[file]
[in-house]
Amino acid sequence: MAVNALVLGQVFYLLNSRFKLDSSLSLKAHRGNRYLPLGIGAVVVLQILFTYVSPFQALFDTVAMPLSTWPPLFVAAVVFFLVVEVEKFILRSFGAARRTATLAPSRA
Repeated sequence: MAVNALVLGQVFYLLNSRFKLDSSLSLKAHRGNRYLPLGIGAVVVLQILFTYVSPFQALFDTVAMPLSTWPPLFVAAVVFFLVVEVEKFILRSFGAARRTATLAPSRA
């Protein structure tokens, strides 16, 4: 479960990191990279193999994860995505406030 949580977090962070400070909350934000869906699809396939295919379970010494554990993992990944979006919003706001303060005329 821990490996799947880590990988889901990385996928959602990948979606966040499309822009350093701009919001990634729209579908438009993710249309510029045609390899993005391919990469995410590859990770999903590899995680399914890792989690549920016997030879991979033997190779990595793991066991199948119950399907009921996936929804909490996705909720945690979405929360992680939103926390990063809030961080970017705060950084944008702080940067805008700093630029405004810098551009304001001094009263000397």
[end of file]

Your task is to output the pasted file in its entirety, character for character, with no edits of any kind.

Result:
[in-house]
Amino acid sequence: MAVNALVLGQVFYLLNSRFKLDSSLSLKAHRGNRYLPLGIGAVVVLQILFTYVSPFQALFDTVAMPLSTWPPLFVAAVVFFLVVEVEKFILRSFGAARRTATLAPSRA
Repeated sequence: MAVNALVLGQVFYLLNSRFKLDSSLSLKAHRGNRYLPLGIGAVVVLQILFTYVSPFQALFDTVAMPLSTWPPLFVAAVVFFLVVEVEKFILRSFGAARRTATLAPSRA
């Protein structure tokens, strides 16, 4: 479960990191990279193999994860995505406030 949580977090962070400070909350934000869906699809396939295919379970010494554990993992990944979006919003706001303060005329 821990490996799947880590990988889901990385996928959602990948979606966040499309822009350093701009919001990634729209579908438009993710249309510029045609390899993005391919990469995410590859990770999903590899995680399914890792989690549920016997030879991979033997190779990595793991066991199948119950399907009921996936929804909490996705909720945690979405929360992680939103926390990063809030961080970017705060950084944008702080940067805008700093630029405004810098551009304001001094009263000397």